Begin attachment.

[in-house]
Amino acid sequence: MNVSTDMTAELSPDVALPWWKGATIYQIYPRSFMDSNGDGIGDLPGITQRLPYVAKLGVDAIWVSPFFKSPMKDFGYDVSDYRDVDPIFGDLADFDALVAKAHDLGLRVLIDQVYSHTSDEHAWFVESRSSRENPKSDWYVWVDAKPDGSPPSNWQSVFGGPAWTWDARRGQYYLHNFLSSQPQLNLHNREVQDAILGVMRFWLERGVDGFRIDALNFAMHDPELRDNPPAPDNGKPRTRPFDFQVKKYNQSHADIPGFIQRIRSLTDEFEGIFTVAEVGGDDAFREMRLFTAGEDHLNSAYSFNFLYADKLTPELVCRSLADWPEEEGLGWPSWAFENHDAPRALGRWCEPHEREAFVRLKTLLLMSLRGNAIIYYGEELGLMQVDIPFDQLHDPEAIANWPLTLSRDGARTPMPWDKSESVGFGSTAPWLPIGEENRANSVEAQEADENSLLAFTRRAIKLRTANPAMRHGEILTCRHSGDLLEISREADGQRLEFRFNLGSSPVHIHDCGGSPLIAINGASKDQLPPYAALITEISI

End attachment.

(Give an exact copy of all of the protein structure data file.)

[in-house]
Amino acid sequence: MNVSTDMTAELSPDVALPWWKGATIYQIYPRSFMDSNGDGIGDLPGITQRLPYVAKLGVDAIWVSPFFKSPMKDFGYDVSDYRDVDPIFGDLADFDALVAKAHDLGLRVLIDQVYSHTSDEHAWFVESRSSRENPKSDWYVWVDAKPDGSPPSNWQSVFGGPAWTWDARRGQYYLHNFLSSQPQLNLHNREVQDAILGVMRFWLERGVDGFRIDALNFAMHDPELRDNPPAPDNGKPRTRPFDFQVKKYNQSHADIPGFIQRIRSLTDEFEGIFTVAEVGGDDAFREMRLFTAGEDHLNSAYSFNFLYADKLTPELVCRSLADWPEEEGLGWPSWAFENHDAPRALGRWCEPHEREAFVRLKTLLLMSLRGNAIIYYGEELGLMQVDIPFDQLHDPEAIANWPLTLSRDGARTPMPWDKSESVGFGSTAPWLPIGEENRANSVEAQEADENSLLAFTRRAIKLRTANPAMRHGEILTCRHSGDLLEISREADGQRLEFRFNLGSSPVHIHDCGGSPLIAINGASKDQLPPYAALITEISI